Tuesday 14 May 2013

Data the new oil? Then exploration is just the start

Oil drilling

What do Google, Amadeus, AmEx and Tibco all have in common?

Well, they are all market leaders in their verticals.  

Amadeus for example are the largest travel transaction processor in the world, processing 440m bookings per year for 693 airlines across 195 countries.  Tibco are a software company with a suite of products that focus on real-time data transfers powering many of the Fortune 500.  AmEx account for almost a quarter of all dollar volume for credit cards in the US and Google... well they are Google.

What they also all have in common is data.  

Each company manages and processes vast amounts of data.  You could say that they are in the data business and they just specialise in a particular vertical, whether this is travel bookings or web search.  If, as has been said before, data is the new oil, then these companies have very deep reserves.

It's this data though that is also the catalyst for the third thing they have in common.  

They all do loyalty.

They may not be widely known or recognised as loyalty companies and this may not be their core business - however they recognise the importance of loyalty and have made strategic acquisitions to add this capability to their services.

Back in 2010, Google acquired loyalty startup Punchd and Tibco acquired SAAS vendor Loyalty Lab.  In 2011 AmEx acquired Loyalty Partner which operates Payback in Germany and Poland and i-Mint in India.  Then in 2013 Amadeus recently acquired airline loyalty specialist Hitit who provides loyalty solutions for over 40 airlines - more than any other provider.

So what's the rationale here?  Why are these companies branching out into loyalty marketing?

AmEx stated that this was to "diversify it's fee service", "deepen merchant relationships" and "add more than 34 million consumers".  Ed Gilligan, Amex's Vice Chairmain said at the time that:-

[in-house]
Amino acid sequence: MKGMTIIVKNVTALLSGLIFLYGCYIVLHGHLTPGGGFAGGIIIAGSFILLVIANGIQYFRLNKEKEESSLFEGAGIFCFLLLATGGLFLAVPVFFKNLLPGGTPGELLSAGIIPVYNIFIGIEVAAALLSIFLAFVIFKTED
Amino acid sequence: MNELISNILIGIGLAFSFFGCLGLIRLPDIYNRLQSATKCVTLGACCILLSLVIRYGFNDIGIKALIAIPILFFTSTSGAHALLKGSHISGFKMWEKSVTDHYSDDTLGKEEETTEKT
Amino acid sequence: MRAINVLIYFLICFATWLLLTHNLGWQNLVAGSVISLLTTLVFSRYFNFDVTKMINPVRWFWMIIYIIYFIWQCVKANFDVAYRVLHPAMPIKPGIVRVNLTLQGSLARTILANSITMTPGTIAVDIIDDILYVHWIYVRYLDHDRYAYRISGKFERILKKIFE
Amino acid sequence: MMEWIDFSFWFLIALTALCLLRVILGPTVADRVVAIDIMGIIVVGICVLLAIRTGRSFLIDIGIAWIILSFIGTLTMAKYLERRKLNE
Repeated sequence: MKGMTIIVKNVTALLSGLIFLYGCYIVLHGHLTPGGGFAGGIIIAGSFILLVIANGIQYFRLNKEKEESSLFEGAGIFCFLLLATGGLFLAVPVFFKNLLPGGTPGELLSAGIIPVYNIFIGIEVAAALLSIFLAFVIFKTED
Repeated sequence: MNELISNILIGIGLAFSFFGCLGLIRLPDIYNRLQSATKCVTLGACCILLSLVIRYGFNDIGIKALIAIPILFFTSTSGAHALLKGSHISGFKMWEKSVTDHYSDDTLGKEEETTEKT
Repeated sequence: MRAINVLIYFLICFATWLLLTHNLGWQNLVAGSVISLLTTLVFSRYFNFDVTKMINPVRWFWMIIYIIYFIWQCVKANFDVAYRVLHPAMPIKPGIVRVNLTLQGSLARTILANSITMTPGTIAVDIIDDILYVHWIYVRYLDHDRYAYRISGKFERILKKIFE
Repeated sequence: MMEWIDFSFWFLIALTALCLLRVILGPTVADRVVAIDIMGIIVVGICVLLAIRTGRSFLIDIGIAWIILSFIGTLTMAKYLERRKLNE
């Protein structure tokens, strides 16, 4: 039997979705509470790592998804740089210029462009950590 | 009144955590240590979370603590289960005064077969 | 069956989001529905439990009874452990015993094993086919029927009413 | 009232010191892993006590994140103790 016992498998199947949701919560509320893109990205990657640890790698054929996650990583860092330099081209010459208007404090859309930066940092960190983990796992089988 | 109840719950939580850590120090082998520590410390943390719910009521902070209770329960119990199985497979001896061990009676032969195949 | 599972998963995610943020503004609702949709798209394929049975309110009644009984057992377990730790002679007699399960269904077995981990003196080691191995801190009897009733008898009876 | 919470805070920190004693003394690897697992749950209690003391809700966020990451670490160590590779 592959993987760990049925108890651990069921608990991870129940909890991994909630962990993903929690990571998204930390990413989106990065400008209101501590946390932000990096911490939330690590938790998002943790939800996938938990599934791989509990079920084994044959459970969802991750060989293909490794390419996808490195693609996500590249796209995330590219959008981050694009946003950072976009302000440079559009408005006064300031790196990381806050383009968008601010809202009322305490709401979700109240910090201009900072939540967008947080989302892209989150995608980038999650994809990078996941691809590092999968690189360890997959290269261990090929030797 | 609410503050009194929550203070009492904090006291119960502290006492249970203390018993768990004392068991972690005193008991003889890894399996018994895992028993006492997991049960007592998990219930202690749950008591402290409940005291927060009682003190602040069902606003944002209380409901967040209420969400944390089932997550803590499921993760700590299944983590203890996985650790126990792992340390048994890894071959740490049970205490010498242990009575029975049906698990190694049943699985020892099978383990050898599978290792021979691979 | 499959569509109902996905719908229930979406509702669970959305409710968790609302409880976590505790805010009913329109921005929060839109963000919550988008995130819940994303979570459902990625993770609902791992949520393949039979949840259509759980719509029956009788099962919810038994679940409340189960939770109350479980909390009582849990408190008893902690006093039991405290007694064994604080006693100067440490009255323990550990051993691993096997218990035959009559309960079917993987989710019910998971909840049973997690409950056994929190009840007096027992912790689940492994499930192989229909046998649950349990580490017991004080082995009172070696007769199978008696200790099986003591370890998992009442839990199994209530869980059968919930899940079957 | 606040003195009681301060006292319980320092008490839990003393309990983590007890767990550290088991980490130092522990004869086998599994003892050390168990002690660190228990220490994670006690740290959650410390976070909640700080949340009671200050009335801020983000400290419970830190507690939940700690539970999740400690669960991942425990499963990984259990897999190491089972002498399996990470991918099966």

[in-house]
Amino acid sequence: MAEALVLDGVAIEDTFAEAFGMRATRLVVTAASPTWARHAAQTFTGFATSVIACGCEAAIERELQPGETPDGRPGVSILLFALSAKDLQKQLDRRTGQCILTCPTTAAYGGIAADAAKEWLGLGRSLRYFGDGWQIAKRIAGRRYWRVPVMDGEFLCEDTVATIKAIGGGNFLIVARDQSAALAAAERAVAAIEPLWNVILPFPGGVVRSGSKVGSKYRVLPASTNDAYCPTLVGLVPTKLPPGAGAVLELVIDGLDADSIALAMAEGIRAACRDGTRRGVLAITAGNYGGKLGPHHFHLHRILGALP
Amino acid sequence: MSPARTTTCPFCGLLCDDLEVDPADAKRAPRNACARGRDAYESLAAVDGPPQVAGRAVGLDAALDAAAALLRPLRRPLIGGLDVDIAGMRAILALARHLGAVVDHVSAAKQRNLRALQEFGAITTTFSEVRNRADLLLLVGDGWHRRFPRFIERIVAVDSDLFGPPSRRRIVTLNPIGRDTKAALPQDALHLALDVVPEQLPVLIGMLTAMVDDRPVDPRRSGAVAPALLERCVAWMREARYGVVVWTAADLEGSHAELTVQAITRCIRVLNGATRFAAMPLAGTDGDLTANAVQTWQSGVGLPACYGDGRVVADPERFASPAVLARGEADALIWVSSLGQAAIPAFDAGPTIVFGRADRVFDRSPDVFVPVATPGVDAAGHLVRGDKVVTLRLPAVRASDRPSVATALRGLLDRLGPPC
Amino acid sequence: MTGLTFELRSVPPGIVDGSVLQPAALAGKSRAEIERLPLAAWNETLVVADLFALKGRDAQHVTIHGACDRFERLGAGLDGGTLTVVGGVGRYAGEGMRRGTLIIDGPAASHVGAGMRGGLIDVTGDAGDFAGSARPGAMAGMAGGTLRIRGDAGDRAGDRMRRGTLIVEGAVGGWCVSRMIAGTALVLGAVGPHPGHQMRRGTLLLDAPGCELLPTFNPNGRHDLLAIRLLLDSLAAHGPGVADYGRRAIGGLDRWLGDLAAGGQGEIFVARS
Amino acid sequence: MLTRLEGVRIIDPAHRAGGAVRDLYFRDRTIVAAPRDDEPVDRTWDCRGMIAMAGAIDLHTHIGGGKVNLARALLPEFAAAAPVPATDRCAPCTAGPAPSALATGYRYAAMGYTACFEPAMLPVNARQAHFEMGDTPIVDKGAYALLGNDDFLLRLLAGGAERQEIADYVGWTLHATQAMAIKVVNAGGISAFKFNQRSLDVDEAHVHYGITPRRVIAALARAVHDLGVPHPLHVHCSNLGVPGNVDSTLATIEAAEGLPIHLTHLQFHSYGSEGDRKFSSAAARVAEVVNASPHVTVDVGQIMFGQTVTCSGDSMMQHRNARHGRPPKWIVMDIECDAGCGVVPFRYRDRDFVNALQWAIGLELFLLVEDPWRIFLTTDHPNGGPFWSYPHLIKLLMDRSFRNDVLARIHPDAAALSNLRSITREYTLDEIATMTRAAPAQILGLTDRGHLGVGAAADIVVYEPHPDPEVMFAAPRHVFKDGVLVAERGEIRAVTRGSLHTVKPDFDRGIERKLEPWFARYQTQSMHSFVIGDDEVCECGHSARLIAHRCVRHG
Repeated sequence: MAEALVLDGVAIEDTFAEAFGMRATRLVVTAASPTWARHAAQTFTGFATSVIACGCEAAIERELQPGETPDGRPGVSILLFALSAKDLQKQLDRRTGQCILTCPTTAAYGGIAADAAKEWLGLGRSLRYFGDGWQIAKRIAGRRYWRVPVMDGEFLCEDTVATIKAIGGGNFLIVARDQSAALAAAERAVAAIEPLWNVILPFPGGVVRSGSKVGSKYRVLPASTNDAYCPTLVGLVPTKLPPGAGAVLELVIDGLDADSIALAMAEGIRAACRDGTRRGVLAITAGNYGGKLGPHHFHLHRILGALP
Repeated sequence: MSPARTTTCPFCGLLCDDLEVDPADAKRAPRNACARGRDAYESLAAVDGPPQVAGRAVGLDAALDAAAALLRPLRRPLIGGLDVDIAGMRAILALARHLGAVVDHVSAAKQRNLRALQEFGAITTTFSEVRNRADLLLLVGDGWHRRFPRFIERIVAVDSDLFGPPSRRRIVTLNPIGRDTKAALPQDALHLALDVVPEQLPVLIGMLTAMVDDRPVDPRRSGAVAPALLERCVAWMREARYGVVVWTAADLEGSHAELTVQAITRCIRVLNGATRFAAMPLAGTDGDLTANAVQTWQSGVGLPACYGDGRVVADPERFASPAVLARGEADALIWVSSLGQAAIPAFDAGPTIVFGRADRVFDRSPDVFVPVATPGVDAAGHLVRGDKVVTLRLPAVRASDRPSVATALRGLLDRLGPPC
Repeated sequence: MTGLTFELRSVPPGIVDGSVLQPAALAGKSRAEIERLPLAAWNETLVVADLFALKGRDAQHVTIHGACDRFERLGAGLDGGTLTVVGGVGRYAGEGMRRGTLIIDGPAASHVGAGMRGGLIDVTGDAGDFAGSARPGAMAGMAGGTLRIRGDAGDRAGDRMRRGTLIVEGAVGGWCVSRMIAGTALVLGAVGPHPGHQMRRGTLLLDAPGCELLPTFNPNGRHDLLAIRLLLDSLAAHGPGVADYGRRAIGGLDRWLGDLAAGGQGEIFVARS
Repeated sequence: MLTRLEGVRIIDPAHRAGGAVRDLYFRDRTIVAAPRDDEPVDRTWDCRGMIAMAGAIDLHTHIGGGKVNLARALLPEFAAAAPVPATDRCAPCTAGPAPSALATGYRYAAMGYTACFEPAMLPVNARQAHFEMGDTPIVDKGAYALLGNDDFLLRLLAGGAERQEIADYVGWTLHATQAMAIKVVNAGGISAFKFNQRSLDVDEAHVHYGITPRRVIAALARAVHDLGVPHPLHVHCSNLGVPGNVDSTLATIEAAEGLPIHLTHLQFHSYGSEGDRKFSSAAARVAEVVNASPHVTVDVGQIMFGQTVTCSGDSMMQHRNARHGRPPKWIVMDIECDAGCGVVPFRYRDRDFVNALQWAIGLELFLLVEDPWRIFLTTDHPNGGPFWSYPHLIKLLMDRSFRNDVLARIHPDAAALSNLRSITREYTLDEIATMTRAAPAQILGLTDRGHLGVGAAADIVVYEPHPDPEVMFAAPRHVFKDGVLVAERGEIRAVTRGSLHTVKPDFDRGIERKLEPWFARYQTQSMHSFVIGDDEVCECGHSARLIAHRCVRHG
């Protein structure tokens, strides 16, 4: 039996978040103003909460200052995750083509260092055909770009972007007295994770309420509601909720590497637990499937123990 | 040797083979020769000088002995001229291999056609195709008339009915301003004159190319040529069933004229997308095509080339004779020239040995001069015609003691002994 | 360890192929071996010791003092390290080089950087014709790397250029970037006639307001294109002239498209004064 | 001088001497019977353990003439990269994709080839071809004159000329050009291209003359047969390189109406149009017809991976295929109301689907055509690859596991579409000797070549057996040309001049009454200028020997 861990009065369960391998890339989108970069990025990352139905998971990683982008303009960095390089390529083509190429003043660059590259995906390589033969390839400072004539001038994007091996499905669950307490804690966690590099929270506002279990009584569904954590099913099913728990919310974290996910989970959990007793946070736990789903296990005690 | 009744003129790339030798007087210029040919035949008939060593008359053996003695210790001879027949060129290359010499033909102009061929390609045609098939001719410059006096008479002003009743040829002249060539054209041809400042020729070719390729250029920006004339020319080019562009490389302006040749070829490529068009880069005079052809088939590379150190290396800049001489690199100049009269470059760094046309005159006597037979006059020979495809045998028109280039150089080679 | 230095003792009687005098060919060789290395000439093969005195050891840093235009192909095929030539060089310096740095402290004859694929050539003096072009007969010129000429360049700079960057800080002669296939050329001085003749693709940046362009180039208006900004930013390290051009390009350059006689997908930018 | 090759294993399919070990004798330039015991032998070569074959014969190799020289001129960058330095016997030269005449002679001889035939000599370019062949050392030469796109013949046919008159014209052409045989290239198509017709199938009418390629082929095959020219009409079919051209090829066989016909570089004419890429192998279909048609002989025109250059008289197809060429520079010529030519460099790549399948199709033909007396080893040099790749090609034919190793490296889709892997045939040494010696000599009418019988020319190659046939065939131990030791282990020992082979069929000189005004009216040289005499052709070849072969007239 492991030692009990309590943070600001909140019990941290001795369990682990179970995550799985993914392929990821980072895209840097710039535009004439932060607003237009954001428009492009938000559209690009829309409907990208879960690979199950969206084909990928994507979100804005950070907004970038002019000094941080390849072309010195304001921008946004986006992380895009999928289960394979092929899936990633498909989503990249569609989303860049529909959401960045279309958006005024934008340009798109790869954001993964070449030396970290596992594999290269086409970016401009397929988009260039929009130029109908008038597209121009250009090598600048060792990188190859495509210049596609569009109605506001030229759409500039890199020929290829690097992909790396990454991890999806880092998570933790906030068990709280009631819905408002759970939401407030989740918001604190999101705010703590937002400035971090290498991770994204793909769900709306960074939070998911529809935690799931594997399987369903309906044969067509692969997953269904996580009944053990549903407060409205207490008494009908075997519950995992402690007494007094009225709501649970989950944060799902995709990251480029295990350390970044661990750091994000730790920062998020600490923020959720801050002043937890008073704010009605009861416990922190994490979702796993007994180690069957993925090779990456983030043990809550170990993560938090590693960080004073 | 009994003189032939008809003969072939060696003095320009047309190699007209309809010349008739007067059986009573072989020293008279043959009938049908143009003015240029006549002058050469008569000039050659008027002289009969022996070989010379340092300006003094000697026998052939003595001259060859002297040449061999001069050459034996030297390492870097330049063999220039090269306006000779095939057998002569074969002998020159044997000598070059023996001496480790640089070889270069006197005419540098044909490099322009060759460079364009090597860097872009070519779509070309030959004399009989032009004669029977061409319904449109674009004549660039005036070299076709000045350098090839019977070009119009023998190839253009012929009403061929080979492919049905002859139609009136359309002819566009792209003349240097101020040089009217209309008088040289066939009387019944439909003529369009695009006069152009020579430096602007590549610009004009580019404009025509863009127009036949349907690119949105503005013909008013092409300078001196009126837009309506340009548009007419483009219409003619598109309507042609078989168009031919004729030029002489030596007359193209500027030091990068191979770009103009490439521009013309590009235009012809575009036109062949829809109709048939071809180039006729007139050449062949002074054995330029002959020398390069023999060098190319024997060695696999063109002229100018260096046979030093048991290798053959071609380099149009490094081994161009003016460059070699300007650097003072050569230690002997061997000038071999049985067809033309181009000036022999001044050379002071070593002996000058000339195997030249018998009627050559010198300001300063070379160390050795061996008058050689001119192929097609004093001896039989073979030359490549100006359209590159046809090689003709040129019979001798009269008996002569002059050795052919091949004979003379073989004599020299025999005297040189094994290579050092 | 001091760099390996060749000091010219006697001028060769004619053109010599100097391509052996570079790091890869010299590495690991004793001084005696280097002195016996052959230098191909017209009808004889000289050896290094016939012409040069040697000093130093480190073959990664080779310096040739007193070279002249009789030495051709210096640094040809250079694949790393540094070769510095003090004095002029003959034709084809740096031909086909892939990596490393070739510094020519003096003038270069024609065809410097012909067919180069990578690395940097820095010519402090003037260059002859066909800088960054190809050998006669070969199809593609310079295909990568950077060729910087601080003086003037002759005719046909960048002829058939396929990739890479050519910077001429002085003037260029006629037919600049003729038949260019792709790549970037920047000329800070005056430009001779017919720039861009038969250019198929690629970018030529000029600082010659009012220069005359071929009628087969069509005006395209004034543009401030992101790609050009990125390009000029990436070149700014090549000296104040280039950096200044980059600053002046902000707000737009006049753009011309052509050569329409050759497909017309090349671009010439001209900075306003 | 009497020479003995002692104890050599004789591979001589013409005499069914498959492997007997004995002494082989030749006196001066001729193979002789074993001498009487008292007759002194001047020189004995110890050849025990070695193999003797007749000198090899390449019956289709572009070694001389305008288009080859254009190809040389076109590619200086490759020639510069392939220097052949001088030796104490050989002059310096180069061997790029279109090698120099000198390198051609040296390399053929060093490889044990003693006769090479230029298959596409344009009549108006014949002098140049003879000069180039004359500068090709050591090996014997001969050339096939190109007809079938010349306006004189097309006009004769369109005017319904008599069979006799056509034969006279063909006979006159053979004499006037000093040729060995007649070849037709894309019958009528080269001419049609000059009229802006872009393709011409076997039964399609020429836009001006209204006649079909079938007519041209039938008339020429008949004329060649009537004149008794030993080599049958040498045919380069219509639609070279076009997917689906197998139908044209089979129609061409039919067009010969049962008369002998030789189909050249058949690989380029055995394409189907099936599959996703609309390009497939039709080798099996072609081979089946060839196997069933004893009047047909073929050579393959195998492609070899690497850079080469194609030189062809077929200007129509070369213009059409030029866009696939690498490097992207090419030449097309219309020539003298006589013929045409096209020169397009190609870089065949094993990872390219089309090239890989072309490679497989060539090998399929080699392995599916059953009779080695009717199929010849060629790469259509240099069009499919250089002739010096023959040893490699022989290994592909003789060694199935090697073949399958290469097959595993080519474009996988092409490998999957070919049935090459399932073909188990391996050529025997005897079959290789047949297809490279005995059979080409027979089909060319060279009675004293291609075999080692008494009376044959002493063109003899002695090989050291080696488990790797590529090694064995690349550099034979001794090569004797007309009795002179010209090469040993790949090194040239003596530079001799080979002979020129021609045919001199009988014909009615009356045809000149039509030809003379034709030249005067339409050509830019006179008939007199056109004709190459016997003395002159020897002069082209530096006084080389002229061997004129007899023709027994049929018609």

"The loyalty coalition model is growing rapidly in many parts of the world. Increasingly, consumer decisions about where to shop and how to pay are based on loyalty offerings"

It's that final statement that real nails it.  "Consumer decisions...are based on loyalty offerings".  

If you can package up the offering from the initial consumer decision then you potentially get to control the whole value chain.

This seems in part to also be the rationale for Tibco purchasing Loyalty Lab.

Increasingly loyalty is about real-time decisioning and next best action and the software to manage this, known as CEP (Complex Event Processing), is an emerging frontier.  Tibco provide the software, but Loyalty Lab allows them push further up the value chain for their consumers in the B2B space, helping them steal a march on their competitors (incl. Oracle, SAP and IBM) by providing a solution to the problem (packaged up in a loyalty application) rather than just a cog in the overall solution.

Google is interesting in that having acquired loyalty start-up Punchd, they then went on to shut it down.  It's not totally dead however and the "closed for business" web page alludes to something bigger and better coming when it says:-

"The team has been working to integrate Punchd features and ideas into other Google products. Retiring Punchd is the next step towards our integration with Google"

For Google, Punchd provided a means to access small, local, offline retailers - and this is a key, strategic market for them.  As I've discussed previously, Google actions seem to be about protecting it's "economic castle" - it's ad revenue.  Having increased control from personalised online offer, through to purchase (via Google Wallet), loyalty and repeat purchase helps them to secure the whole value chain.

Continuing with the data being the new oil analogy - these companies have essentially mastered the "upstream" segment in terms acquiring the resource through exploration and production.  They've got the data reserves and the means to extract them.

However the "downstream" segment which involves refining, processing and distribution is increasingly attractive.  Loyalty is very similar to a network of forecourts - it provides a guaranteed consumer base for the core product and ensures the companies have line of sight from raw material through to consumer demand.

Vertical integration doesn't work for every industry or company, but what these examples show is that loyalty still has the power to drive and direct consumer demand.